Receiving Wide Coverage ...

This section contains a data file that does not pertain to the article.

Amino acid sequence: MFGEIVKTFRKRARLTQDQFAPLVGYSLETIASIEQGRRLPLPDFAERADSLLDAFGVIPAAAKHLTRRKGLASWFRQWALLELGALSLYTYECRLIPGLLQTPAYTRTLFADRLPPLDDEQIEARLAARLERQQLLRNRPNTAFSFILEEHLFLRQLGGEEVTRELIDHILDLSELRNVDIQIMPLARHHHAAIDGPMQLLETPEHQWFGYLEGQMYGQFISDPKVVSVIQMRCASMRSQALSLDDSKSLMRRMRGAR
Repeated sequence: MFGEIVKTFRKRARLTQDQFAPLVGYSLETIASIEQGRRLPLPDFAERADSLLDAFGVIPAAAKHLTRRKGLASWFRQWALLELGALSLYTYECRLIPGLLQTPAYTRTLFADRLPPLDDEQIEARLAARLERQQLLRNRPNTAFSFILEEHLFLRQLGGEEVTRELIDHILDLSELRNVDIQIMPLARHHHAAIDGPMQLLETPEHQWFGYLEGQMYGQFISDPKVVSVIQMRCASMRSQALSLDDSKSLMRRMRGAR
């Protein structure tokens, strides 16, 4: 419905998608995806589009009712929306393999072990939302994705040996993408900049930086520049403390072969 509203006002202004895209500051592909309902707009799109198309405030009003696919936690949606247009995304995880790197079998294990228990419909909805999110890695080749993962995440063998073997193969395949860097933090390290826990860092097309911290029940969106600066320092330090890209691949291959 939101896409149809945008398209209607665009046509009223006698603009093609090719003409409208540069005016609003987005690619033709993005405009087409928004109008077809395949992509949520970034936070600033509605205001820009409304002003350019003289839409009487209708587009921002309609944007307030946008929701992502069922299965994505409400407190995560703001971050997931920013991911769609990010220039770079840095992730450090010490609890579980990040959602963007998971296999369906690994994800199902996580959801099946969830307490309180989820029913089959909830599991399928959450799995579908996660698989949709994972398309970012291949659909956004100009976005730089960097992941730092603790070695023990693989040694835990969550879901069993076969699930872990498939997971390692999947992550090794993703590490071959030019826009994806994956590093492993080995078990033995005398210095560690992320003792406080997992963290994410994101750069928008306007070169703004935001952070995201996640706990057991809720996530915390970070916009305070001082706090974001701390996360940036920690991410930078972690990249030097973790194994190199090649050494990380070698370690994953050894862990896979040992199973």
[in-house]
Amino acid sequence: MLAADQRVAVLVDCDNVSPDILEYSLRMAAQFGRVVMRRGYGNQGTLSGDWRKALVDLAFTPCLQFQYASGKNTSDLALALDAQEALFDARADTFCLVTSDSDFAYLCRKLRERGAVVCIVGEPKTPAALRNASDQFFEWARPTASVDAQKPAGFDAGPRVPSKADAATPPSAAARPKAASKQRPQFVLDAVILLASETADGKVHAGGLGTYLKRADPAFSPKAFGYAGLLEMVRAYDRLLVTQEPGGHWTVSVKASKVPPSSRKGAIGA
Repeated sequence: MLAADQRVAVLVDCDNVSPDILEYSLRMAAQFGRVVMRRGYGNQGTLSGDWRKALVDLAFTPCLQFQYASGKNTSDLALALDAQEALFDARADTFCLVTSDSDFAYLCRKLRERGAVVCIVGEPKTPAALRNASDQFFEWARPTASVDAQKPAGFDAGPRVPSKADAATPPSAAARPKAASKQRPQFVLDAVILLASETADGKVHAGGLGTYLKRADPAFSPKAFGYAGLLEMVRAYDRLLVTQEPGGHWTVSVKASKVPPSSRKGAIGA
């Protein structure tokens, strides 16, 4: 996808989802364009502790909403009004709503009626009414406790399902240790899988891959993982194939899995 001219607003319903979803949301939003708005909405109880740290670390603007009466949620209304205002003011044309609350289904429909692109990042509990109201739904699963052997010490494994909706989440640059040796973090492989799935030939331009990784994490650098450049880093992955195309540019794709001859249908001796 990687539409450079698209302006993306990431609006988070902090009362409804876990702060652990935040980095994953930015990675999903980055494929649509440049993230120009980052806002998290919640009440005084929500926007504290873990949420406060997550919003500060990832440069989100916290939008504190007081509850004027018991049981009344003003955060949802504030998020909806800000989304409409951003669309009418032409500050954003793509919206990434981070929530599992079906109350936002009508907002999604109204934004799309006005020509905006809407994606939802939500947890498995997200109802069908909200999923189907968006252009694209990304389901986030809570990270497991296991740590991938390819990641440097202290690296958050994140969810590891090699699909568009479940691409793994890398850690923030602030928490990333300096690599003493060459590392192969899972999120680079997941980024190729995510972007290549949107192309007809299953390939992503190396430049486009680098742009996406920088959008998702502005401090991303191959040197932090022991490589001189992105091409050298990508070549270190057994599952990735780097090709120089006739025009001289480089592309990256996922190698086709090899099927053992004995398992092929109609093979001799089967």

B of A's Stress Test Stress: Bank of America cleared a major hurdle Thursday, as the Federal Reserve announced it had approved the bank's resubmitted capital plan. As a result, the bank can continue its annual dividend and stock buyback. The regulatory OK was a huge relief to the company's executives, including chief Brian Moynihan, who had been working for months to remedy issues in coordination between units, according to the New York Times. In total, the bank said it was spending $100 million in 2015 to retool its stress test reporting processes. But the bank may not want to rest too easy, the Wall Street Journal argues. Technically, B of A met all of the Fed's quantitative capital requirements, but it was nonetheless forced to resubmit because of alleged faults in how the company assessed losses and revenue in the theoretical turndown. And the Fed warned the bank still needs "to make steady, demonstrable progress" before 2016's tests. What that shows is these tests aren't just a single bar to jump – it's more like an Olympic pole vaulting event. And the bar's going to go higher and higher.